The 2014 Oscar Nominated Short Films

| February 7, 2015

Thankfully, the last couple of years, they’ve started showing the Oscar Nominated short films in select theaters so the general public can see them and care about which one wins along with all the other awards.  Except for documentary.  I don’t even know what’s nominated for best documentary…

Anyway, I just got home from seeing all of the shorts, and I thought it would be fun to rank them with short reviews.  So here goes.


#5 – “Feast”
This was the only animated short I had already seen since it played before Disney’s Big Hero 6.  I was disappointed with it then, and while it’s better on a second viewing, it’s still easily my least favorite of the nominees.  It’s cute, but the story is lackluster and none of the characters are well-defined.

#4 – “The Bigger Picture”
Really interesting stop-motion animation style, but the story is pretty bland and cliché.  The two brothers are basically interchangeable and no one has any emotions to speak of.

#3 – “Me and My Moulton”
Pretty much the opposite of “The Big Picture.”  The animation style is simple and childish, but the story is really interesting and you genuinely care about the main character and her family.

#2 – “A Single Life”
I like the animation style okay here, but the execution of the story is what’s really great.  Clocking in at only 2 minutes, “A Single Life” sees a woman jumping back and forward through her own life while listening to and manipulating her record player.  It’s funny and beautiful.

#1 – “The Dam Keeper”
It took me a little while to get into this one, but it brought me around hard by the end.  The animation looks fantastic, and while the characters start off as conventional elementary or middle school students, the film quickly raises a lot of interesting philosophical questions about good and evil.


#5 – “Butter Lamp”
Really this is just a bad year for live action short films.  This one was painfully boring.  I feel like there’s some historical or social significance to the setting, but it was lost on me.  Maybe if they had done something interesting with it, like having it all be one take I could at least acknowledge that, but I have no idea how this got nominated.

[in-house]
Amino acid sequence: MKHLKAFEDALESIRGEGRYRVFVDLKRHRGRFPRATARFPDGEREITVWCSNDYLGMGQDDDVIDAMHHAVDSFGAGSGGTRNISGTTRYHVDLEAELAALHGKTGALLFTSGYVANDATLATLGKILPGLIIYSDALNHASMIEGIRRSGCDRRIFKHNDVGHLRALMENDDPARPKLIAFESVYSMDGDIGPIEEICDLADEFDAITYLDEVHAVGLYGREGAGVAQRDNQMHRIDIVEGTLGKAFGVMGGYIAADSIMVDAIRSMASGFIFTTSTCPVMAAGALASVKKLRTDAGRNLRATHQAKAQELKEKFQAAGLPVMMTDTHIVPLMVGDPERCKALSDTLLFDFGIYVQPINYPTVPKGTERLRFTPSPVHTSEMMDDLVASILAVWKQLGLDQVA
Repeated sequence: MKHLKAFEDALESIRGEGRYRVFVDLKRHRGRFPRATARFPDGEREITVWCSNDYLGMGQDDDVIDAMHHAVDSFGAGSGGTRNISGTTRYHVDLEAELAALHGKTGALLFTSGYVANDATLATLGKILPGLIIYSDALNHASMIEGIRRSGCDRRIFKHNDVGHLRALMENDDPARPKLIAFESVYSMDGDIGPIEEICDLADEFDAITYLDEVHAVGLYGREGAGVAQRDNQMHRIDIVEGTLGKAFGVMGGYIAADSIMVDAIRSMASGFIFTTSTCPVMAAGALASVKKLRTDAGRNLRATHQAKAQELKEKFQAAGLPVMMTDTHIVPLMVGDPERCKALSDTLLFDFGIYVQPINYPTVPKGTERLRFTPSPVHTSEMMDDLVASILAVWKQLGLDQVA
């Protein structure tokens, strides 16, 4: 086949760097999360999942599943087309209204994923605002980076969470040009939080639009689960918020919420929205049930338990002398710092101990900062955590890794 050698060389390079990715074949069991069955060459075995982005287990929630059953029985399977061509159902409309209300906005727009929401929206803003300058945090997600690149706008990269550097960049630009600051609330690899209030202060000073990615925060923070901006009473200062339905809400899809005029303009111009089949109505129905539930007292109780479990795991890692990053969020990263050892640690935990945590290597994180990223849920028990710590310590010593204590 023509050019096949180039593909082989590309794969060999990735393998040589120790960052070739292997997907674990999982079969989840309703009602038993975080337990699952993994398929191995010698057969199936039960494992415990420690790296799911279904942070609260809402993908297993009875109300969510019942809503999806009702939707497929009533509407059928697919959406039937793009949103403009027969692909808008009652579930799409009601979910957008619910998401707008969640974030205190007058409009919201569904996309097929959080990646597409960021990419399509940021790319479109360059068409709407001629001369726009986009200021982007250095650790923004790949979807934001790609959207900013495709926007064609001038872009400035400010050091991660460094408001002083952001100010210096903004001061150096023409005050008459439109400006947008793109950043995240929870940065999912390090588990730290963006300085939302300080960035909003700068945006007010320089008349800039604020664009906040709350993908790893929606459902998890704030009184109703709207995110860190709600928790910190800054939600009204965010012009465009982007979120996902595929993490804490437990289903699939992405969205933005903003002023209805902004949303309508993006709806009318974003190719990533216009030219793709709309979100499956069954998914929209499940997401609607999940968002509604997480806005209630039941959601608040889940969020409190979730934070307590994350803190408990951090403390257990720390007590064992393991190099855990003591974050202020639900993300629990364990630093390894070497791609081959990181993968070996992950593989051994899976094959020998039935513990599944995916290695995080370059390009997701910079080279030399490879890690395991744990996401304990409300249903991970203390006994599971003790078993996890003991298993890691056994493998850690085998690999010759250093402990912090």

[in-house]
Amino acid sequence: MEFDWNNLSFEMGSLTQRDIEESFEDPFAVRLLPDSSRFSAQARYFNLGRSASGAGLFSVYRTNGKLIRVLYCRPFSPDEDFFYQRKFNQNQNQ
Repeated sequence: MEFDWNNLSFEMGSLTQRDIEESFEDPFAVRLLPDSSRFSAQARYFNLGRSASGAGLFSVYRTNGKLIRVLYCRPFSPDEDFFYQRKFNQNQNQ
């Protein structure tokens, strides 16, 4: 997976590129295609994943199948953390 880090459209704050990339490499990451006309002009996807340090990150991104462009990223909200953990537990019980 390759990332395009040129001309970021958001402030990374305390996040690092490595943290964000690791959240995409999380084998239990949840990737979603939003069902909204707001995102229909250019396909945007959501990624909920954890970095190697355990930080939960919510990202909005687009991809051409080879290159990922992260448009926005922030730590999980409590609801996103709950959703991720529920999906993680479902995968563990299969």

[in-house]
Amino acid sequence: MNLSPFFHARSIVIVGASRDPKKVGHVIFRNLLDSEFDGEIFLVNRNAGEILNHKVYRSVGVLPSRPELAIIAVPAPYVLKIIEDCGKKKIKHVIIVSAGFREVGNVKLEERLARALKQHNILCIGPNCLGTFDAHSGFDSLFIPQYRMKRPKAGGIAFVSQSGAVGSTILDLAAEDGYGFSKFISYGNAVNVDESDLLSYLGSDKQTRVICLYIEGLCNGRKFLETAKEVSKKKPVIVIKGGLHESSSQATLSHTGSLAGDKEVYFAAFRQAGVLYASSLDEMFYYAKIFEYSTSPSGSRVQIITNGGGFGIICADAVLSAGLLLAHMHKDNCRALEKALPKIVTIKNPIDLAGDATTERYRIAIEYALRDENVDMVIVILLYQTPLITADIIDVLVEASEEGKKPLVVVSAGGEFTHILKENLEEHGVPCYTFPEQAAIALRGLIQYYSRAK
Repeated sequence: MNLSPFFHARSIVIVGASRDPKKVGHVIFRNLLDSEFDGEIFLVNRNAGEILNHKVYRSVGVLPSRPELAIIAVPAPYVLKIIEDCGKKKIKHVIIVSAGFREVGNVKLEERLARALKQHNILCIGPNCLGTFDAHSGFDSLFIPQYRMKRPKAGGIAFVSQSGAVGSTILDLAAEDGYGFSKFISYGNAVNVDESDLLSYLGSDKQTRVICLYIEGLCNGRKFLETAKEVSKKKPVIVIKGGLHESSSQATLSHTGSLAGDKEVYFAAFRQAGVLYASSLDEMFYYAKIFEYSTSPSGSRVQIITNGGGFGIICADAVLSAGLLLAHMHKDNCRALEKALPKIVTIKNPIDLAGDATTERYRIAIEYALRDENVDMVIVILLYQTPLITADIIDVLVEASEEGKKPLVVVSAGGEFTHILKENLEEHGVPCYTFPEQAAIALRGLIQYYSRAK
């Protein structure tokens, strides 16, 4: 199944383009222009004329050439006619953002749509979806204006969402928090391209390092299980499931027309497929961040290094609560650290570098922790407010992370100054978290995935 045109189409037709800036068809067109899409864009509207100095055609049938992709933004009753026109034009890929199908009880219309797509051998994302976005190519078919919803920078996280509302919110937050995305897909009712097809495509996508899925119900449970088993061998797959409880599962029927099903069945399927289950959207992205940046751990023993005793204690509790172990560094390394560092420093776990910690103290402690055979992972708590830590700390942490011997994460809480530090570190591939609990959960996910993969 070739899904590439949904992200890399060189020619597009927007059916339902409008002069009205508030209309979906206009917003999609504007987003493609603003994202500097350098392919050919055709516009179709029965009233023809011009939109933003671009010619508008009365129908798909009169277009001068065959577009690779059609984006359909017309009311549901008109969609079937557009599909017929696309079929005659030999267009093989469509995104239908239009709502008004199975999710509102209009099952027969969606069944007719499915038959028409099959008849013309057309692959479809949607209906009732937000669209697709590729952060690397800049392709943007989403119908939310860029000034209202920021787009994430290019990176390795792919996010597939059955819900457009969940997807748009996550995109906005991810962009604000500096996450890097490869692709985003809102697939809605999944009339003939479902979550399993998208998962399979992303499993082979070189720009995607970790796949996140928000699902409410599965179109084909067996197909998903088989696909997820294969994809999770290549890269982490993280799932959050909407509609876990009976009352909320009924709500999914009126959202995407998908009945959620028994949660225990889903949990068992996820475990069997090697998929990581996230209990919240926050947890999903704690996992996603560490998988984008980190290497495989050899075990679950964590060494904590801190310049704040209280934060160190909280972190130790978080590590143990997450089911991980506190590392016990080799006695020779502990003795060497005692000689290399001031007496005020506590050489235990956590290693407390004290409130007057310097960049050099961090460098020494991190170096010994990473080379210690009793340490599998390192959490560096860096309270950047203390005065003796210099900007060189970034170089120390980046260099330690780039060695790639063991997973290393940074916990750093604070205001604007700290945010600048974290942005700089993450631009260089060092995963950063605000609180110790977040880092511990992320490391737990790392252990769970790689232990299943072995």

#4 – “Parvaneh”
Also boring.  I didn’t care about the characters, and any conflict that came up was solved way too easily.

#3 – “The Phone Call”
More boring.  A great cast with Sally Hawkins and Jim Broadbent, and maybe the secret would be to expand this into a feature and really get into these characters’ motivations.  As is, it’s nothing special.

#2 – “Aya”
More long than boring.  I had a difficult time tracking why the main character was doing anything.  It was more interesting than the previous 3 nominees, and there was a great chemistry between Aya and her retroactive passenger, but ultimately this same story could have been told just as effectively in half the time.

#1 – “Boogaloo and Graham”
Easily the best of the bunch.  Not just better than the other four, but downright great.  It’s the only one of the five nominees that was a comedy.  It’s the only one where I legitimately cared about the characters and what they were doing.  It’s the only one that used its politically turbulent setting effectively.

About the Author:

Joe Ketchum Joe Sanders is a podcaster, playwright, and college instructor in Kalamazoo, MI. He has a master's degree in playwriting and a bachelor's degree in creative writing from Western Michigan University, where he currently teaches thought and writing, and is the host of the Quote Unquote Guilty podcast, part of the Word Salad Network.
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